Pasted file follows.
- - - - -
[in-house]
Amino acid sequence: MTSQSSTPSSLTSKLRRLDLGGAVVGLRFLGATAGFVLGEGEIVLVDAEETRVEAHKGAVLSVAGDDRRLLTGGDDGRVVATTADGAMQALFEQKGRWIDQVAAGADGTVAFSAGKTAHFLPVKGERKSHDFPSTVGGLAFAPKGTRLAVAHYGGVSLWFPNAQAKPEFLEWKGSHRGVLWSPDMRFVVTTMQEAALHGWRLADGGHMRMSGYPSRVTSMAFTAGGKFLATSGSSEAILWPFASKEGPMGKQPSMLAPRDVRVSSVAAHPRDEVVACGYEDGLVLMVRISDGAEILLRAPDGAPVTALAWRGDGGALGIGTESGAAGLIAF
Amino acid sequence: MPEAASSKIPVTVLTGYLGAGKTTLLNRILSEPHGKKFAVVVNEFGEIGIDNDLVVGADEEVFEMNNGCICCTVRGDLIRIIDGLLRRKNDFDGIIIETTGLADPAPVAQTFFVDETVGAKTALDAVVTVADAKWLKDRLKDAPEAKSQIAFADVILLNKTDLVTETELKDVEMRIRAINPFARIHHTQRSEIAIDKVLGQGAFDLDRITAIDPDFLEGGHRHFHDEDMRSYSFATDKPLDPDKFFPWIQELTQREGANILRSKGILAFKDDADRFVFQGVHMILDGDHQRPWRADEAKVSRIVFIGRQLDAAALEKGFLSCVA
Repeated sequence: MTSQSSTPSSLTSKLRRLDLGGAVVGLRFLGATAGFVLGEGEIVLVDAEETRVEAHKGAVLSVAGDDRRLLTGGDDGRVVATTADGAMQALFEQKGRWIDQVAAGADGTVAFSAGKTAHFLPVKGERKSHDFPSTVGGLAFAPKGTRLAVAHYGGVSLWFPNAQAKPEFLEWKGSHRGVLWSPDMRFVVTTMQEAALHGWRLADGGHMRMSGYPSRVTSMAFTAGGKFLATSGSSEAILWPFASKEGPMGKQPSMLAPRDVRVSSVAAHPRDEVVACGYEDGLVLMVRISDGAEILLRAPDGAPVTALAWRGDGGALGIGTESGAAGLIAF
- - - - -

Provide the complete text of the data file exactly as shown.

[in-house]
Amino acid sequence: MTSQSSTPSSLTSKLRRLDLGGAVVGLRFLGATAGFVLGEGEIVLVDAEETRVEAHKGAVLSVAGDDRRLLTGGDDGRVVATTADGAMQALFEQKGRWIDQVAAGADGTVAFSAGKTAHFLPVKGERKSHDFPSTVGGLAFAPKGTRLAVAHYGGVSLWFPNAQAKPEFLEWKGSHRGVLWSPDMRFVVTTMQEAALHGWRLADGGHMRMSGYPSRVTSMAFTAGGKFLATSGSSEAILWPFASKEGPMGKQPSMLAPRDVRVSSVAAHPRDEVVACGYEDGLVLMVRISDGAEILLRAPDGAPVTALAWRGDGGALGIGTESGAAGLIAF
Amino acid sequence: MPEAASSKIPVTVLTGYLGAGKTTLLNRILSEPHGKKFAVVVNEFGEIGIDNDLVVGADEEVFEMNNGCICCTVRGDLIRIIDGLLRRKNDFDGIIIETTGLADPAPVAQTFFVDETVGAKTALDAVVTVADAKWLKDRLKDAPEAKSQIAFADVILLNKTDLVTETELKDVEMRIRAINPFARIHHTQRSEIAIDKVLGQGAFDLDRITAIDPDFLEGGHRHFHDEDMRSYSFATDKPLDPDKFFPWIQELTQREGANILRSKGILAFKDDADRFVFQGVHMILDGDHQRPWRADEAKVSRIVFIGRQLDAAALEKGFLSCVA
Repeated sequence: MTSQSSTPSSLTSKLRRLDLGGAVVGLRFLGATAGFVLGEGEIVLVDAEETRVEAHKGAVLSVAGDDRRLLTGGDDGRVVATTADGAMQALFEQKGRWIDQVAAGADGTVAFSAGKTAHFLPVKGERKSHDFPSTVGGLAFAPKGTRLAVAHYGGVSLWFPNAQAKPEFLEWKGSHRGVLWSPDMRFVVTTMQEAALHGWRLADGGHMRMSGYPSRVTSMAFTAGGKFLATSGSSEAILWPFASKEGPMGKQPSMLAPRDVRVSSVAAHPRDEVVACGYEDGLVLMVRISDGAEILLRAPDGAPVTALAWRGDGGALGIGTESGAAGLIAF